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Gaining ControlCampbell first began using kiln controllers nearly 15 years ago, when they were almost unheard of in the pottery industry. “Controllers at that time were very expensive, and they were also complicated to program and use. But I had developed some blue glazes that had to be fired precisely to turn out right, and I couldn’t achieve the levels of accuracy that I needed by manually firing my kiln. I was losing close to 50% of what I was making to defects,” Campbell says. Desperate to reduce his losses, Campbell decided to invest $25,000 to outfit his 350-cubic-foot gas-fired car kiln with computer-controlled, state-of-the-art, high-velocity burners from North American Mfg. Co. “I was actually more interested in being able to buy some decent burners than I was in the controls,” Campbell admits. “The controller, which was manufactured by Yokagawa, came along as an extra when I purchased the new burner package. But it didn’t take me long to start noticing the benefits of the new system.” The new burners enabled Campbell to carefully control both the temperature and atmosphere inside his kiln throughout the entire firing process, and his losses dropped drastically as a result. But equally impressive was his newfound ability to let the kiln do all the work automatically, without constant supervision. “My kilns run on 26- and 27-hour cycles, so it took a lot out of me to have to watch the whole firing process,” Campbell says. “With the controller, I could program when I wanted the temperature to go up and at what rate, and I could tell the kiln to reduce at a specific time. I could tell it when to fire down and when to hold, and the system would follow this program very accurately. All of the sudden, I was able to walk away from the kiln and know that what I wanted to happen would happen exactly on time every time. Having a controller gave me my life back.”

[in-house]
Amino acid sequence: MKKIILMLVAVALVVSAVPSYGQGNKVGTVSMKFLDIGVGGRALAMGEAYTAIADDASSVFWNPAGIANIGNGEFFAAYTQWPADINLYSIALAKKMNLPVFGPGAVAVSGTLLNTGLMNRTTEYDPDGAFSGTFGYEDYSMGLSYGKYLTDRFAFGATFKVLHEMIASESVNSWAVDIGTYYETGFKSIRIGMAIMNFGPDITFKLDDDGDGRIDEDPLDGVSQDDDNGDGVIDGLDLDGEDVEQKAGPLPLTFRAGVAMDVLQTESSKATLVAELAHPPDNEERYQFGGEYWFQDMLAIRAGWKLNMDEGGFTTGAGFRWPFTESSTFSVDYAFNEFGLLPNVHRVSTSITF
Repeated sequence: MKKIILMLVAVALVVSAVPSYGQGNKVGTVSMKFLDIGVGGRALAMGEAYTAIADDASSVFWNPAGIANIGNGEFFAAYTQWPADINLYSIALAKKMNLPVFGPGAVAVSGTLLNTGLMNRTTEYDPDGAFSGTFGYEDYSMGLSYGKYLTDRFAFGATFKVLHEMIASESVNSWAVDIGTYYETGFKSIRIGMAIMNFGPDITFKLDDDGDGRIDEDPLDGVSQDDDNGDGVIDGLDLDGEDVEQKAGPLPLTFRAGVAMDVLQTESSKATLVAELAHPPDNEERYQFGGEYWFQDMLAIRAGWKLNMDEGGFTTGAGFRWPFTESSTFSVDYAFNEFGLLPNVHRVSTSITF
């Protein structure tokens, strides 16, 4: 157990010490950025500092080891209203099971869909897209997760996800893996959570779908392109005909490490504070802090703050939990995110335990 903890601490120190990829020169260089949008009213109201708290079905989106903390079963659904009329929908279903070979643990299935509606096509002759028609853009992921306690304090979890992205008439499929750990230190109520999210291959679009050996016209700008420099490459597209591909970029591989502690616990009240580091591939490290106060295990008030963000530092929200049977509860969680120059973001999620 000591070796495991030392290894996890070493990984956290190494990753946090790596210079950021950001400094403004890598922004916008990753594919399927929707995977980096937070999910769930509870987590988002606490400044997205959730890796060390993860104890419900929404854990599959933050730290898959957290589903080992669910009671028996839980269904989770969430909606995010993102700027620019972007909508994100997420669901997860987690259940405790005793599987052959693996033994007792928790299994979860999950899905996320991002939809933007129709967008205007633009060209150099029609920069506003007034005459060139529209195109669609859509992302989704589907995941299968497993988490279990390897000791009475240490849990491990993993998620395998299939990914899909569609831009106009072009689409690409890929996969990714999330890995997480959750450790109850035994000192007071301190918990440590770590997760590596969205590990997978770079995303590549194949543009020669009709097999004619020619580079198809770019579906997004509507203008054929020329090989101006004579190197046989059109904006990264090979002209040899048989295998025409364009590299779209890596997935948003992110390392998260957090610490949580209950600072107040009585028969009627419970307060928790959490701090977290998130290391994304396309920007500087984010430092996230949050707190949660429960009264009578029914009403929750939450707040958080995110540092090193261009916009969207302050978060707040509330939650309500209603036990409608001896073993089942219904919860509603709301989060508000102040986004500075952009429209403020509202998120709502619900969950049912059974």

The Next GenerationBy the late ’90s, Campbell had begun using electric kilns to fire some of his smaller specialty products. Unfortunately, his first experience with electric kilns was less than ideal. “There were some problems with the heating elements, so the kilns wouldn’t fire accurately. I must have fired a dozen loads or more that were complete losses,” Campbell says. To solve the problem, Campbell again turned to control technology—this time through Bartlett Instruments and a software program called KISS™ (Kiln Interface Software System), which enables controllers on electric kilns to be programmed and monitored remotely from a personal computer. In kilns with multiple zones, the software allows each zone to be programmed and monitored independently. When a problem occurs in one zone, the software automatically adjusts the other zones to compensate. The software also provides the ability to collect and store data from the firing process, which allows for detailed evaluations of the kiln’s actual temperatures during a firing. The status screen shows the current program, set point, segment, firing time and zone temperature for as many as 10 different kilns. Firing information can also be collected in a file for later viewing or graphing. “With the KISS program, I began to really understand what was going on in those kilns and was able to easily correct the problems,” Campbell says. The capabilities of the KISS program became especially valuable in early 2000, when Campbell began using a new line of crystalline glazes. “The crystalline glazes produce beautiful patterns—but they require a long firing cycle of about 24 hours, including a precise cooling cycle of about 12 hours. Without a good controller, I wouldn’t be able to use these glazes,” Campbell says. Campbell currently fires his crystalline products in three electric kilns—two from Olympic and a newer elevator kiln from L&L Kiln Manufacturing Inc.—and all three are controlled through the KISS program. He also uses the program to monitor his three gas kilns. For Campbell, this means a high level of firing accuracy and easy troubleshooting if any problems occur. “With the KISS program, I can tell at a glance what the temperature of each zone is—or was—during each firing. So if something is wrong, or if a heating element is starting to wear, I can see that and make a repair before I lose a load of pots.” Additionally, unlike earlier generations of controllers, the software is designed to be inexpensive and easy to use. “Many of us potters are very visual people, and we’re not terribly technical. With the KISS program, you get a visual representation of your firing cycle on your computer monitor, and you can tweak it intuitively rather than trying to figure out a bunch of numbers. It’s also very easy to write and change the firing program,” Campbell says.